Every fall around the months of September and October, thousands of Americans begin showing signs of constant agitation and anxiety, irritability, crying spells, overeating, fatigue, lowered sex drive, difficulty sleeping, and depression. Their energy begins to drop noticeably, their arms or legs feel heavier, and they have such intense feelings of hopelessness that it leads some to begin thinking about suicide. They may even begin to become hypersensitive to social rejection, that is, if they’re not avoiding social situations altogether. All of these symptoms generally continue for six long months. Six. Long. Months.
Six long months until spring arrives and the sun begins to shine more. Six long months until Daylight Savings Time, when the days finally start lasting longer. Six long months until as many as six out of every 100 people in the United States begin to feel some sense of normalcy again. Six long months of struggling with Seasonal Affective Disorder, or SAD.
Most of us tend to experience some physiological and emotional changes when the weather hits. We generally eat more, sleep more, and even experience more up and downs during the shorter days. We are often disappointed that the summer has ended and that the weather is colder. But those who suffer from SAD experience all of these things and much more at a level of intensity that is equivalent to those who suffer from clinical depression (Major Depressive Disorder).
Although we know that as many as six out of every 100 people in the U.S. struggle with SAD, it is estimated that there’s a probable 10-20% who experience a milder form. The diagnosis affects both men and women similarly, but it is significantly more prevalent in women. In fact, 80% of SAD sufferers are women ages 18-45. And we must remember that none of these numbers even include the number of people that suffer in silence, those who know that something is “off,” but they fail to seek treatment for one reason or another.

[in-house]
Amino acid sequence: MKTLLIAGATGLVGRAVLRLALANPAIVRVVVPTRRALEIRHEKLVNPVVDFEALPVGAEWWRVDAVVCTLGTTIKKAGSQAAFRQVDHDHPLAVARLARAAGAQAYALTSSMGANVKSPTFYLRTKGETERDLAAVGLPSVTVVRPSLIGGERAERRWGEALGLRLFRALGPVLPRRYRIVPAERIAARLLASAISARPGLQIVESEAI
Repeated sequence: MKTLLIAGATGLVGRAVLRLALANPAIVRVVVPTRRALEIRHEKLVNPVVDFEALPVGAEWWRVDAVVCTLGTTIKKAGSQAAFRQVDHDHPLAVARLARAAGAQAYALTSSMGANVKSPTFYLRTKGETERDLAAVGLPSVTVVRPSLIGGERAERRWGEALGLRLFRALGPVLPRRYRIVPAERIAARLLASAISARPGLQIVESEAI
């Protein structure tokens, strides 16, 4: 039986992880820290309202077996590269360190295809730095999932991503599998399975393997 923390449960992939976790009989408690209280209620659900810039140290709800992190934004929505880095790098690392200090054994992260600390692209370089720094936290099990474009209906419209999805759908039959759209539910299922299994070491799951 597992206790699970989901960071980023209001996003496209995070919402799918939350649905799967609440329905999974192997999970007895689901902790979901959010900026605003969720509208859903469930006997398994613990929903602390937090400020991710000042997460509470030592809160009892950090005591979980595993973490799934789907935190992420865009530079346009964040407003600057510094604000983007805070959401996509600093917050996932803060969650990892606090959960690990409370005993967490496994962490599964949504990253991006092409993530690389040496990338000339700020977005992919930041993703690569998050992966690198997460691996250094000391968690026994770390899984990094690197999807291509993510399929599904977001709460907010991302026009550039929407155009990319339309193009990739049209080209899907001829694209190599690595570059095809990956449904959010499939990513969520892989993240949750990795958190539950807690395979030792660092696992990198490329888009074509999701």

As is true worldwide, Seasonal Affective Disorder is significantly more prevalent in Northern regions than in regions closer to the equator, meaning that those who live farther from the equator are more likely to develop SAD. You can see this if you compare SAD rates in Fairbanks Alaska, in which 9.2% of the population suffers from the illness, and Sarasota, Florida, where 1.4% of the population is affected. The change in latitude is a common cause of light deprivation.
SAD also has an inherent vulnerability, as it tends to run in families. Most patients with the illness have at least one close relative with a history of depression (often SAD). The disease also tends to first appear in one’s 20s, and its symptoms then generally return year after year once the weather begins turning colder.
The jury’s still out on exactly what causes Seasonal Affective Disorder. Its likeliest cause may be attributed to reduced exposure to sunlight during the shorter days of the year. This lack of sunlight affects how serotonin and melatonin work in our brains, affecting mood, sleep, and appetite. It is also thought that stressful events may contribute to feelings of depression in the winter. Stress tends to be harder to deal with in the winter for a variety of reasons, including the season’s holidays, weather, etc.